The same way SAML federates access by redirecting an authentication request from multiple service providers to a common IdP, an identity hub reduces the complexity and the number of interactions between your applications and identity sources (see picture 3.) An identity hub has the ability to extend federation first inward, rationalizing and integrating identity data to support SSO and fine-grained authorization.
A complete federated identity solution should be purpose-built to tackle all of the challenges outlined above—and ready to handle more as the needs of the organization grow. To combine the strengths of technologies such as data model, identity federation, virtualization (mapping identity structures to an identity common model, routing requests, and caching results) and synchronization (“meta-directories”), the enterprise needs to adopt a federated identity service to deliver a modern IdP solution that’s fast, flexible, and cloud-friendly.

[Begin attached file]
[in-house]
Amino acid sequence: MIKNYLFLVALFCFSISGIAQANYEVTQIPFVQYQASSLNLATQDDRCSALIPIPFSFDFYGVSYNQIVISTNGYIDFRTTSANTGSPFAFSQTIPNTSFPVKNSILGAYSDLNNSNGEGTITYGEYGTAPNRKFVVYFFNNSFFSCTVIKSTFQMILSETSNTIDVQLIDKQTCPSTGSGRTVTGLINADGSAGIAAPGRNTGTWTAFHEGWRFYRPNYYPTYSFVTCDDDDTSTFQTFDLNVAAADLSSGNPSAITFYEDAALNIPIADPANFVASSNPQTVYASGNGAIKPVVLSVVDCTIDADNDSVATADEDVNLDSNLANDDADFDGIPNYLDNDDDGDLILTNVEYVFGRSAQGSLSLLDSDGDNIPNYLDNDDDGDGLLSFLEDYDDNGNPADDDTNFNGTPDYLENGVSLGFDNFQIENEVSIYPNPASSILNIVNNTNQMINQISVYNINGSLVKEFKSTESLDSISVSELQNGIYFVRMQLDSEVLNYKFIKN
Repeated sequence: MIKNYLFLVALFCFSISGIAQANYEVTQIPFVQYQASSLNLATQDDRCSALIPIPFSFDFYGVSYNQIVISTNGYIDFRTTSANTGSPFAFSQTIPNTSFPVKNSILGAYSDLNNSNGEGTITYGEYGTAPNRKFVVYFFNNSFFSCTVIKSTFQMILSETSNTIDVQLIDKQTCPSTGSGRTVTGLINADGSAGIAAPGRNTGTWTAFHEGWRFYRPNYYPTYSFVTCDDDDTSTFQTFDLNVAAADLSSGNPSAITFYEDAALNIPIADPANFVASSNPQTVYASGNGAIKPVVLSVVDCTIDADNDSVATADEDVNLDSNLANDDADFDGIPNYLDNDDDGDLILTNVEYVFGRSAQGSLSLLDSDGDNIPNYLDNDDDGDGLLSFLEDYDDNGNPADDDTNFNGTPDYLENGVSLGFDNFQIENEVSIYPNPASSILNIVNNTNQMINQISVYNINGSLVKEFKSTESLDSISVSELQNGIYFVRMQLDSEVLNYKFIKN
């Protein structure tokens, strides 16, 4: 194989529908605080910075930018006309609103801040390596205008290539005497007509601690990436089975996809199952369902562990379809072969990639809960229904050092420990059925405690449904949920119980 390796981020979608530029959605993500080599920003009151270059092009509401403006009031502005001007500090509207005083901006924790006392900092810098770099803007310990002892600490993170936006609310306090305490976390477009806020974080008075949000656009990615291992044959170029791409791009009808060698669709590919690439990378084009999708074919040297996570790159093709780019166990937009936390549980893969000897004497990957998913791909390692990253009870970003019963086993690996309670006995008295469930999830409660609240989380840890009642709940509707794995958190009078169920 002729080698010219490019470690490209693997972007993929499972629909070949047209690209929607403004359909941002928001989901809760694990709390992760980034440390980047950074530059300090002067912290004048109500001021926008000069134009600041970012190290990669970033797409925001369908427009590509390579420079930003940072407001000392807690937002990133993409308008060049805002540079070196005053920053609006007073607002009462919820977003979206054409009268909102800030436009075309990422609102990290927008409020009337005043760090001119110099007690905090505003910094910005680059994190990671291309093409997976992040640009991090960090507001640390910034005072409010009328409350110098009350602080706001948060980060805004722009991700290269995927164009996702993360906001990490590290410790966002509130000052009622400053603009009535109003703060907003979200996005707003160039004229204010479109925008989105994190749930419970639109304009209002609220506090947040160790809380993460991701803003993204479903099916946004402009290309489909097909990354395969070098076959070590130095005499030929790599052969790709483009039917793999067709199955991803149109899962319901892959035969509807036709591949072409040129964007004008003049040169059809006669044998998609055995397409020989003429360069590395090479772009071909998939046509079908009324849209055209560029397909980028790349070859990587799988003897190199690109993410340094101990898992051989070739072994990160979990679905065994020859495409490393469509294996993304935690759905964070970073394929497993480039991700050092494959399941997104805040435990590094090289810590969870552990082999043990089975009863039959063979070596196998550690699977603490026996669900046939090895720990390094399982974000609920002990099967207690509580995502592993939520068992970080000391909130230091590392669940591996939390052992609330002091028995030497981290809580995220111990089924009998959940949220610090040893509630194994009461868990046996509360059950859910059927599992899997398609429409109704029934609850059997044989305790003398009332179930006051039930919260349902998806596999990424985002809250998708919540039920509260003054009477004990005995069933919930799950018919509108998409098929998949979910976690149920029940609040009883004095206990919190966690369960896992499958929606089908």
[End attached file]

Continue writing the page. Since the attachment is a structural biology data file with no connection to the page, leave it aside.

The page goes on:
Such a service acts as a logically-central identity hub between the applications and the organization’s backend identity stores, hiding the heterogeneity of those stores and exposing a logical, coherent, and secure view of users to both internal and external applications. By shielding applications from the diversity of backend data stores, with their alphabet soup of security means and protocols, enterprises radically streamline the authentication and authorization process, while slashing the number of links to manage and subsequently decreasing IT costs.
A white paper on the subject is available here.